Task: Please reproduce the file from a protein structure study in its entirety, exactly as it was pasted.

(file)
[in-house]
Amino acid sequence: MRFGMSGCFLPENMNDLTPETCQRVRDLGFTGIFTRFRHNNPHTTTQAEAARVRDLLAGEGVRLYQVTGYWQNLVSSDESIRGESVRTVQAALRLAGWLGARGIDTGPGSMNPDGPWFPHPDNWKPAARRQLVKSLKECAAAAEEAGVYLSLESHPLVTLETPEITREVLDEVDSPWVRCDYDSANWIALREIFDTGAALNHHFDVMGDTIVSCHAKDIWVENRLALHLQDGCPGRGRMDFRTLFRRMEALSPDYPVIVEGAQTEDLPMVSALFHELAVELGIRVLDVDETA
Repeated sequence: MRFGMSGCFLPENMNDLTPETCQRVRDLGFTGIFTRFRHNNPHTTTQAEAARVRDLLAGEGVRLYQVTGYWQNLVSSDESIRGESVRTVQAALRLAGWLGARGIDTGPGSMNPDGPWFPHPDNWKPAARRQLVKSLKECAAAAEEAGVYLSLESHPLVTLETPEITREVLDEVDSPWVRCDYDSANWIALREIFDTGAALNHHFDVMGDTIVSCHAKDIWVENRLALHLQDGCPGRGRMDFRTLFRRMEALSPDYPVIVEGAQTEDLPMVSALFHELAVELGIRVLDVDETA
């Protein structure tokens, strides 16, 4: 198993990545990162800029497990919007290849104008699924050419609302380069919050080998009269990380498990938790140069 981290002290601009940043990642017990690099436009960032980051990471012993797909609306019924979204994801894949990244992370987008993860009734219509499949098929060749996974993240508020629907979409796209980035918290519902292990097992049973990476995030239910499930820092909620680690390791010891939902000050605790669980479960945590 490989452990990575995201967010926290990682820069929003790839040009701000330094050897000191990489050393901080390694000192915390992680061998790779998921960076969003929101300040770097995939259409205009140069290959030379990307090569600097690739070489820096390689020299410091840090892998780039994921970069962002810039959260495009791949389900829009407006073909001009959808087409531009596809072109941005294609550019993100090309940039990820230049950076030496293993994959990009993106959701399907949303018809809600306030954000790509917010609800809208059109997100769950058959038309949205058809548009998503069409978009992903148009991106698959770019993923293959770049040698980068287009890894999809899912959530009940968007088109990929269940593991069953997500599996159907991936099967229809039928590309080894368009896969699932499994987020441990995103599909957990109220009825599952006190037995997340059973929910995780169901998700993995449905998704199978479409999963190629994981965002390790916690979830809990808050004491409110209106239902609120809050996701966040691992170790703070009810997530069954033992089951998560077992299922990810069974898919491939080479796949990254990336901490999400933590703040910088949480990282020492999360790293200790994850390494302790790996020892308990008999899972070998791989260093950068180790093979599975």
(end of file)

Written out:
[in-house]
Amino acid sequence: MRFGMSGCFLPENMNDLTPETCQRVRDLGFTGIFTRFRHNNPHTTTQAEAARVRDLLAGEGVRLYQVTGYWQNLVSSDESIRGESVRTVQAALRLAGWLGARGIDTGPGSMNPDGPWFPHPDNWKPAARRQLVKSLKECAAAAEEAGVYLSLESHPLVTLETPEITREVLDEVDSPWVRCDYDSANWIALREIFDTGAALNHHFDVMGDTIVSCHAKDIWVENRLALHLQDGCPGRGRMDFRTLFRRMEALSPDYPVIVEGAQTEDLPMVSALFHELAVELGIRVLDVDETA
Repeated sequence: MRFGMSGCFLPENMNDLTPETCQRVRDLGFTGIFTRFRHNNPHTTTQAEAARVRDLLAGEGVRLYQVTGYWQNLVSSDESIRGESVRTVQAALRLAGWLGARGIDTGPGSMNPDGPWFPHPDNWKPAARRQLVKSLKECAAAAEEAGVYLSLESHPLVTLETPEITREVLDEVDSPWVRCDYDSANWIALREIFDTGAALNHHFDVMGDTIVSCHAKDIWVENRLALHLQDGCPGRGRMDFRTLFRRMEALSPDYPVIVEGAQTEDLPMVSALFHELAVELGIRVLDVDETA
């Protein structure tokens, strides 16, 4: 198993990545990162800029497990919007290849104008699924050419609302380069919050080998009269990380498990938790140069 981290002290601009940043990642017990690099436009960032980051990471012993797909609306019924979204994801894949990244992370987008993860009734219509499949098929060749996974993240508020629907979409796209980035918290519902292990097992049973990476995030239910499930820092909620680690390791010891939902000050605790669980479960945590 490989452990990575995201967010926290990682820069929003790839040009701000330094050897000191990489050393901080390694000192915390992680061998790779998921960076969003929101300040770097995939259409205009140069290959030379990307090569600097690739070489820096390689020299410091840090892998780039994921970069962002810039959260495009791949389900829009407006073909001009959808087409531009596809072109941005294609550019993100090309940039990820230049950076030496293993994959990009993106959701399907949303018809809600306030954000790509917010609800809208059109997100769950058959038309949205058809548009998503069409978009992903148009991106698959770019993923293959770049040698980068287009890894999809899912959530009940968007088109990929269940593991069953997500599996159907991936099967229809039928590309080894368009896969699932499994987020441990995103599909957990109220009825599952006190037995997340059973929910995780169901998700993995449905998704199978479409999963190629994981965002390790916690979830809990808050004491409110209106239902609120809050996701966040691992170790703070009810997530069954033992089951998560077992299922990810069974898919491939080479796949990254990336901490999400933590703040910088949480990282020492999360790293200790994850390494302790790996020892308990008999899972070998791989260093950068180790093979599975």